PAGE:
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Young Musicians Create 'Living Work of Art' in Concert

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Posted: Friday, August 9, 2013 12:00 am | Updated: 1:19 pm, Sat Feb 14, 2015.

“Let’s put a spotlight on these kids,” says Gören Berg, co-director of the Livermore-Amador Symphony Youth Orchestra. “They don’t know their powers themselves, yet they don’t have the older person’s self-inflicted limitations. They can do miracles; they stun themselves.”

On Saturday, August 10th at 8 p.m., all are invited to attend the free Youth Orchestra Concert featuring 80 local musicians ranging from 6th grade through college.

“When people think of a symphony, they think of an hour and a half of Beethoven’s or Mozart’s works. It’s hard even for adults to sit through that,” adds co-director Kathy Boster. “We’re giving the audience a variety of music, with no song longer than ten minutes. Even someone who’s not versed in classical music can come, learn something and not feel overwhelmed.”

The concert opens with Morton Gould’s 1942 American Salute, a rousing piece that captures the energy and buoyancy of the nation.

“It’s based on When Johnny Comes Marching Home, a Civil War tune,” says Boster, an East Avenue Middle School band, orchestra and choir teacher, as well as a member of the Livermore-Amador Symphony. “We ask the young musicians, ‘What do you think it’s about?’ We want them to learn about it, to see the bigger picture, not just to play the notes on the page.”

Berg, the owner and artistic director of Livermore’s Sycamore Strings Academy who holds degrees from the Royal Swedish Music Academy at Stockholm University and Southern Illinois University, says the young musicians particularly like Mozart Symphony No. 25. “The title sounds kind of boring, but if you open the lid and look at it, it’s a very vigorous, furious piece. It was written by a 17-year-old composer, the same age as these kids. It connects today’s teenagers with a teenager from the 1770s. It’s no mistake the kids love it because they get to play it with all their energy.”

The program also includes Johannes Brahms’ Academic Festival Overture, Edvard Grieg’s Prelude to the Holberg Suite, Giuseppe Verdi’s Triumphal March from Aida, Girolamo Frescobaldi’s Toccata, Josef Strauss’s Ohne Sorgen Polka, Richard Meyer’s Ghosts of Brandenburg, and Johann Strauss II’s Overture to Die Fledermaus (The Bat).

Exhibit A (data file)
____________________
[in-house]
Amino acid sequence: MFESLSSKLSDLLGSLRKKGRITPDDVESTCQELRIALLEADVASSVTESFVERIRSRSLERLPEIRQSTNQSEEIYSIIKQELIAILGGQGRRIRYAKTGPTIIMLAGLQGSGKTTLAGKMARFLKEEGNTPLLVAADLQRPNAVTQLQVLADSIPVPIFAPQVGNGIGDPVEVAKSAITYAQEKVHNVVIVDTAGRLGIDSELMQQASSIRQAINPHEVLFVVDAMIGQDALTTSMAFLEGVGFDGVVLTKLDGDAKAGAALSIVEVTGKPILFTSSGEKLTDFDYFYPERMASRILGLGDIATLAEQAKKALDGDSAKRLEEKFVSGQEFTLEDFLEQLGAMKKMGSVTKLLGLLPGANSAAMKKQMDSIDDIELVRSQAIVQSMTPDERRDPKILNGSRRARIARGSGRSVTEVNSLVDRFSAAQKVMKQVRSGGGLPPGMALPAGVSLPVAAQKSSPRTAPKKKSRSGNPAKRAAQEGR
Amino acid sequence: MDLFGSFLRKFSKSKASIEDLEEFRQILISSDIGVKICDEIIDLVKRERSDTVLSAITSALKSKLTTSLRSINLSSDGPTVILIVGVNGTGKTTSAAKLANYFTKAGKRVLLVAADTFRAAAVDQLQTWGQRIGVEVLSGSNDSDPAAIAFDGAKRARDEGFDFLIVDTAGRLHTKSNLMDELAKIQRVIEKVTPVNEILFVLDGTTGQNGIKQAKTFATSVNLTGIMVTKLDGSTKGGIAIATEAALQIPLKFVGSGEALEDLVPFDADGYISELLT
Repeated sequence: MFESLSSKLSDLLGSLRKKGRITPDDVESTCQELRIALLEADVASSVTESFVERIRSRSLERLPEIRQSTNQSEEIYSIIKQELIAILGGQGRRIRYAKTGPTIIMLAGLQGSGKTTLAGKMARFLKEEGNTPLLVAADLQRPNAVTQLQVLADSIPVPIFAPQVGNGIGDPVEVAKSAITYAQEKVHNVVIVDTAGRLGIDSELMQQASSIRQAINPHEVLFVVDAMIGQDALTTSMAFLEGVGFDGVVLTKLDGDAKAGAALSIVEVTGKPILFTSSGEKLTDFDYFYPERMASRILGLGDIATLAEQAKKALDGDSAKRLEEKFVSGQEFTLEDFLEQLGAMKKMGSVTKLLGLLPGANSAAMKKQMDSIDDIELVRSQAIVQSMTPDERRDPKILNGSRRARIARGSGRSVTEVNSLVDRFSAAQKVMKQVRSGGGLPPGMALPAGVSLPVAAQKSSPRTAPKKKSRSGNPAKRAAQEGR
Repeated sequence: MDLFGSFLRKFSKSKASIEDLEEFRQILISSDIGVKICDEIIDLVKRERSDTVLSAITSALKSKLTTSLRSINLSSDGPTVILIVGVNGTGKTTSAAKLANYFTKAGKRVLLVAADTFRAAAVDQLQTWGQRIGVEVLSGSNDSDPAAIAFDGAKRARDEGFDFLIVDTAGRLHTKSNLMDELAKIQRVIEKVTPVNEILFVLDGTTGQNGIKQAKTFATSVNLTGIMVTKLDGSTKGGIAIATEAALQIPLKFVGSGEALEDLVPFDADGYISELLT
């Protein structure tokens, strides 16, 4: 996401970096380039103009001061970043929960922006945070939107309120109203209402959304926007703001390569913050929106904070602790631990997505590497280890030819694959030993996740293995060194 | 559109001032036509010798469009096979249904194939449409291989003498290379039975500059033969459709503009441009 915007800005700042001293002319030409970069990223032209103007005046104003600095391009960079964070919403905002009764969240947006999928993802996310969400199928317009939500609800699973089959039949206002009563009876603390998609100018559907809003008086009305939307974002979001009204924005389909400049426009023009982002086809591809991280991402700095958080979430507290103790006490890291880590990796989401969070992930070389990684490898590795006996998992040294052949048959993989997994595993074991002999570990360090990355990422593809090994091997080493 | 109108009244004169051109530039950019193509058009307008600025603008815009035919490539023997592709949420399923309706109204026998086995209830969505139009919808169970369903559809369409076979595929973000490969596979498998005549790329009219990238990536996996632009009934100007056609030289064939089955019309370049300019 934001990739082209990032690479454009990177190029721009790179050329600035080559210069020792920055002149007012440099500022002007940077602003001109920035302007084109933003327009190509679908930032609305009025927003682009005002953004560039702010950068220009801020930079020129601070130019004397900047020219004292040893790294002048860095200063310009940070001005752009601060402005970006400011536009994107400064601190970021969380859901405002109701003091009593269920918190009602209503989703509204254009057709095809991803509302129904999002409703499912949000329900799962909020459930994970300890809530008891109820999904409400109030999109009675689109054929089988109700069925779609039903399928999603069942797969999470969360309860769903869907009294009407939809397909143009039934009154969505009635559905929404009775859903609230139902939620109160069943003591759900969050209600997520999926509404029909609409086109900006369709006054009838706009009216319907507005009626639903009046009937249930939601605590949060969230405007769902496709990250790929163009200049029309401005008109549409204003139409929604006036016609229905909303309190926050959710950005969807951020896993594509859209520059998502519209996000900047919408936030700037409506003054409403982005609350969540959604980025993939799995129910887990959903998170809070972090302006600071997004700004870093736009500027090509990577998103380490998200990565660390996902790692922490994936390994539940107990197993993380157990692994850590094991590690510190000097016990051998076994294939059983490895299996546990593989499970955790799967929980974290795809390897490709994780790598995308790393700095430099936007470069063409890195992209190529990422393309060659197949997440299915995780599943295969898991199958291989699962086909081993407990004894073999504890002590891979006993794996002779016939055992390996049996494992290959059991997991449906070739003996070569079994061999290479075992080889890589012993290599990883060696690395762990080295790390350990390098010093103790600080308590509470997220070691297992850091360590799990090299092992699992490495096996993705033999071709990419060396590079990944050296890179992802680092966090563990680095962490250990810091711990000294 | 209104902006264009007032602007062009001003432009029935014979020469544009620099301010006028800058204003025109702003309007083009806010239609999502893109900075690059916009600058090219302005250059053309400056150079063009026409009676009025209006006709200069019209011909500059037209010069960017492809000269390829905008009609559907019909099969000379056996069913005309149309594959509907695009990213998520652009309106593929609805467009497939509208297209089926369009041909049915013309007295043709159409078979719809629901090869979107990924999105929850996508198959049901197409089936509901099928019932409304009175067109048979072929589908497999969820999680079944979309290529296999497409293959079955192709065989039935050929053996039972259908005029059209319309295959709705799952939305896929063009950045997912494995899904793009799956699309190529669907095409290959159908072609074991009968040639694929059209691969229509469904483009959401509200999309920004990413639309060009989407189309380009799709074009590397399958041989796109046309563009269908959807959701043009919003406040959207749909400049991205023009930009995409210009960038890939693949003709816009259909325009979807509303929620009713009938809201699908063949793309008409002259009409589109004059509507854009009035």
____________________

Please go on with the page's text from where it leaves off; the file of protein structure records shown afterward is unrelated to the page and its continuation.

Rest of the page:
“You could call Fledermaus an old, mossy piece, but a teenage student told me the other day that he was fascinated by it and went on You Tube to hear more than just the overture,” says Berg. “He discovered the overture is a mish mash of all the tunes from the operetta. I like that approach. I told him, ‘Thank you for being interested!’ It’s one example of how students pick up on things.”

The musicians rehearsed eight Tuesday evenings over the summer, beginning June 18th. “We provide recordings of the exact music they’ll be performing, so we ask them to sit down and listen to it,” says Berg. “All of a sudden, 80 young people in this area are sitting down, listening to 55 minutes of music. It’s a cultural deed that spreads like ripples on the water.”

Adds Boster, “I’ve got a number of my students in the youth orchestra. It helps them awaken or develop their passion. They realize, ‘Hey, music is something I can have fun with, and it’s okay to be serious about it.’”

This will be the fifth annual summer concert for LASYO, an off-shoot of the Livermore-Amador Symphony which began in 1963. Participants primarily come from the Tri-Valley, yet the summer program attracts musicians from surrounding areas including Berkeley, Fremont and Tracy.

“Livermore is establishing a name for itself,” says Berg. “My favorite aspect of the program is the mix of ages and levels, which is only possible in the summer because during the school year students are attached to other programs. When school starts again, participants are ready to go; they can hit the ground running.”

The free concert will be held at the First Presbyterian Church, 2020 Fifth Street, Livermore.

“We want people to come see what the kids can do. The audience will be pleasantly surprised,” says Boster. “You hear a lot about how teenagers are involved in this, that and the other negative thing. However, here are kids in that same age bracket who are doing something wonderful and beautiful. They’re creating a living, breathing work of art.”

For more information, visit www.livamsymph.org.